Tuesday, November 29, 2011

Level Editor 2

I am not the greatest puzzle gamer, nor am I a huge fan of puzzle games. I don't HATE 'em, mind, but I tend to overlook really obvious solutions in favour of the complex, and I can get easily frustrated. So, perhaps, I may not be the best person to review Level Editor 2.

But I have. And, well, it's okay. I've played better.


As bereft of plot as any good puzzler, Level Editor 2 is a straightforward go-from-point-A-to-point-B type game. You start on one end of a series of rooms dug into soil, and you have to get to a door at the other end, like so:

Get to the door and you move on to the next level. Okay, sounds good - so how is this game unique? Every puzzler's gotta have a shtick, after all.

The name hints at the power you have, in fact: you can change the level's layout. Not as drastically as you may think, though - you're just given the power to create blocks, usually temporarily, that can be used to circumvent traps and get you safely to the door. Given the name 'Level Editor' I'd hoped for more power over the landscape, but I suppose this will do.

And if you foul up? Well, something like this usually happens:

Painful. So don't foul up. (Though you have an infinite number of re-tries.)


The controls were, by far, the most frustrating part of Level Editor 2. Not because they're BAD, per se, but they're a little complex in that you have to use the keys and your mouse in tandem - which isn't unheard of in browser games, but using them as such in a platform puzzler like this is a different beast than usual.

You are, in essence, playing two different entities in Level Editor 2: the stick man and yourself. You need to guide the stick dude around with the arrow keys, which is easy since he can only run and jump, then use the mouse to lay down blocks. Pretty simple in early levels, but later on you often have to rely on proper timing to survive complex traps, and your brain will inevitably go for the wrong set of controls at the wrong time on occasion. Death!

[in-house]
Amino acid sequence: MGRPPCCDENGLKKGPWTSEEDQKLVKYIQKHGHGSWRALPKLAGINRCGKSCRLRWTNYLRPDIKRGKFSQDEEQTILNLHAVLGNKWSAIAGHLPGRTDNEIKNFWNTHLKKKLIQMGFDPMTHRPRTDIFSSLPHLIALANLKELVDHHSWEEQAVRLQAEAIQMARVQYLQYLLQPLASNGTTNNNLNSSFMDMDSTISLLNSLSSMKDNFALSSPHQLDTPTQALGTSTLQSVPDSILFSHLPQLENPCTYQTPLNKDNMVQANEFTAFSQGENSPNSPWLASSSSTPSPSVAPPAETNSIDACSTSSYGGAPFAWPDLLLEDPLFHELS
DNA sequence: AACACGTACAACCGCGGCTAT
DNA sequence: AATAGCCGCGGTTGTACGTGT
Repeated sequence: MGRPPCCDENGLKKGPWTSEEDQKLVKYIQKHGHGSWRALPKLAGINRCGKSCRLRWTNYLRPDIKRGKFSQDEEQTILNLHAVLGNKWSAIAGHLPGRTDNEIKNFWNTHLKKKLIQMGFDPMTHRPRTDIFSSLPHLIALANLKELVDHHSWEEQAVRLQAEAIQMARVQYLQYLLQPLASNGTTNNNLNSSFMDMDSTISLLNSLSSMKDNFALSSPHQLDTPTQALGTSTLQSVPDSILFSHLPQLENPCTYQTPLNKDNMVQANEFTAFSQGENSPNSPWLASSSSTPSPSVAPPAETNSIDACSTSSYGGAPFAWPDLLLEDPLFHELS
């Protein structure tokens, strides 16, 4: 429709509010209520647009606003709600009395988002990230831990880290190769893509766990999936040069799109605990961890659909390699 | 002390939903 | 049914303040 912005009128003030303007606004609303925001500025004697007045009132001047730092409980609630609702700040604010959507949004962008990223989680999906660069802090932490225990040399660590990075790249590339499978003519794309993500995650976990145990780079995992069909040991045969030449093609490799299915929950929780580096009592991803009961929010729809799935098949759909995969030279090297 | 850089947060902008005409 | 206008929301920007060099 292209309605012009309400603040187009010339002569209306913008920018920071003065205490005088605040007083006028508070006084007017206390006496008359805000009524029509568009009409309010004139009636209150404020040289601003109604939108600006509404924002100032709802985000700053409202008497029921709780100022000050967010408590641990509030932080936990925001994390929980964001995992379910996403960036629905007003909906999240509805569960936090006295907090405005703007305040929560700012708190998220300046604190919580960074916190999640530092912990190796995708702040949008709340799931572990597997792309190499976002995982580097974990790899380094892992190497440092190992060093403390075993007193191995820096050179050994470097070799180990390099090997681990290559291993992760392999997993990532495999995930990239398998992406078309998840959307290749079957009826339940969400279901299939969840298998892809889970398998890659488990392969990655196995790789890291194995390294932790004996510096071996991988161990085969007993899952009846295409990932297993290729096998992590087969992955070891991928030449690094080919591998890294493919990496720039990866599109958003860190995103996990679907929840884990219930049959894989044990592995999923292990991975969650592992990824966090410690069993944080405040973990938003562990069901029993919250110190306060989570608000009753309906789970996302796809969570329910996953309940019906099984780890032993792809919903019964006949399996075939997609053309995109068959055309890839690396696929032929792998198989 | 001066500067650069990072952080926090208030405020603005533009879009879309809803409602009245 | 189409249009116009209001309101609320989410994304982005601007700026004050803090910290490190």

How could they have improved this? Not sure. A slowdown function while laying down the blocks may have helped (think bullet time), though that would strip the game of some of its challenge. Maybe I'm just a whiner, but the setup frustrated me more than once.


Level Editor 2 suffers from the same problem as most browser-based puzzle games in that the surroundings are, for the most part, the same in every level. You'll always be subjected to the same spikes, the same grass and dirt, the same thrice-be-damned rolling spike balls, just in different setups. The graphics are far from BAD, but they're also not terribly inspired.


Level Editor 2 is infused with a country twang that pleases the ear for a few minutes and, then, gets tiresome. You only get a handful of different songs, none of which are terribly different from each other, and I started to go a little batty after listening to the same track for half an hour.

The sound effects, however, are quite good. There's a fair variety of weird little bouncy sounds for the traps (notably the spiked balls), and your stick man has some delightfully painful reactions when he dies. I especially liked his scream as he falls into endless abysses. (Is it a good thing that I enjoyed when my little guy died? Probably not.)

Challenge Rating

Level Editor 2 is a damn hard game if you're trying to get three stars on every level, and even surviving without worrying about your score can be pretty tricky if you can't split your attention between two sets of controls. I couldn't get through the game without relying on the walkthrough provided (I even used it for screenshots because your guy dies if you hit the shift key, and, well, hot keys, you know?), and I doubt I'm alone. The challenge shouldn't deter players from trying the game, but it might deter some from bothering to get through the whole thing.


Eh. Level Editor 2 is good, but it's not the best. I played more innovative puzzlers years ago, and I'd probably play them over this game. It's far from awful, however, and will prove a more than adequate challenge for master gamers with good coordination. (Really. Those who fumble to coordinate their movements, like me, need not apply.)


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